Egan v. Wells Fargo Alarm Services, 93-2963

Citation23 F.3d 1444
Decision Date11 May 1994
Docket NumberNo. 93-2963,93-2963
Parties146 L.R.R.M. (BNA) 2443, 128 Lab.Cas. P 57,679 Thomas H. EGAN, Appellant, v. WELLS FARGO ALARM SERVICES, also known as Baker Protective Services, Inc., Appellee.
CourtUnited States Courts of Appeals. United States Court of Appeals (8th Circuit)

Clyde E. Craig, St. Louis, MO, (argued), for appellant.

Thomas M. Hanna, St. Louis, MO, (argued), for appellee.

Before BOWMAN, Circuit Judge, BRIGHT and ROSS, Senior Circuit Judges.

BRIGHT, Senior Circuit Judge.

Thomas H. Egan, a former employee of Wells Fargo Alarm Services, brought this action for damages, reinstatement and other relief alleging that Wells Fargo, although authorized to terminate Egan for excessive absence under his union collective bargaining agreement, actually discharged him in retaliation for whistle blowing activity in violation of Missouri's public policy exception to the at-will employment doctrine. 1

The district court 2 summarily rejected Egan's complaint, determining that as a matter of law Egan worked as a contract employee under a union collective bargaining agreement, and that therefore he could not claim protection from the public policy exception, which applies only to at-will employees. Egan appeals from the district court's grant of summary judgment dismissing the action. We affirm.

I. BACKGROUND

Egan brought this wrongful discharge claim asserting that Wells Fargo, a government contractor, terminated him because he reported to company management, and then to the FBI, instances of Wells Fargo's non-compliance with the Drug-Free Workplace Act. 41 U.S.C. Sec. 701 et seq. (1988).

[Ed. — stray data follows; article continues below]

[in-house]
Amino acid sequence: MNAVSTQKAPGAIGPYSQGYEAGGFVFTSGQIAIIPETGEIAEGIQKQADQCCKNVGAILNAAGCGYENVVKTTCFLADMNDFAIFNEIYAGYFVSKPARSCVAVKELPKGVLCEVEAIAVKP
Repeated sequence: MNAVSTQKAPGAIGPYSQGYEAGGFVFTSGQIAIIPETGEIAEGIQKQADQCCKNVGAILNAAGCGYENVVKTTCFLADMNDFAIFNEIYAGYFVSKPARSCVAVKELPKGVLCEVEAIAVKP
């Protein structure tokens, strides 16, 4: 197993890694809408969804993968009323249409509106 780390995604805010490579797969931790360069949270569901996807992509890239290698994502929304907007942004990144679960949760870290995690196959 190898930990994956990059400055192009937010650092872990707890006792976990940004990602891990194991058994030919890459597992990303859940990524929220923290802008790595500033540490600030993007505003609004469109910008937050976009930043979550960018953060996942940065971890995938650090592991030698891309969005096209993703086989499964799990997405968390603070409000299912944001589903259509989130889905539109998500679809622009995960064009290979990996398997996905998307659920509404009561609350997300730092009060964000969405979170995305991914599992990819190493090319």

In an unpublished memorandum opinion, the district court related these undisputed facts: that the terms of the collective bargaining agreement between Wells Fargo and Local Union No. 1, International Brotherhood of Electrical Workers, AFL-CIO, governed Egan's employment; that under the collective bargaining agreement absence from work for more than twelve months breaks an employee's seniority and such break is the equivalent of termination; and that Egan absented himself from work for a period in excess of twelve months.

The district court granted Wells Fargo's Motion for Summary Judgment on the grounds that Egan possessed no valid state law claim. The district court determined (1) that Egan did not qualify as an at-will employee because of his coverage under the union contract, and (2) that the Missouri public policy exception does not apply to contract employees, citing Komm v. McFliker, 662 F.Supp. 924, 924-25 (W.D.Mo.1987) and Luethans v. Washington University, 838 S.W.2d 117, 120 (Mo.Ct.App.1992) (dictum).

II. DISCUSSION

We review a grant of summary judgment de novo, applying the same standard used by the district court. Rafos v. Outboard Marine Corp., 1 F.3d 707, 708 (8th Cir.1993). Summary judgment is appropriate when there is no genuine issue of material fact and the moving party is entitled to judgment as a matter of law. Id.; Fed.R.Civ.P. 56(c).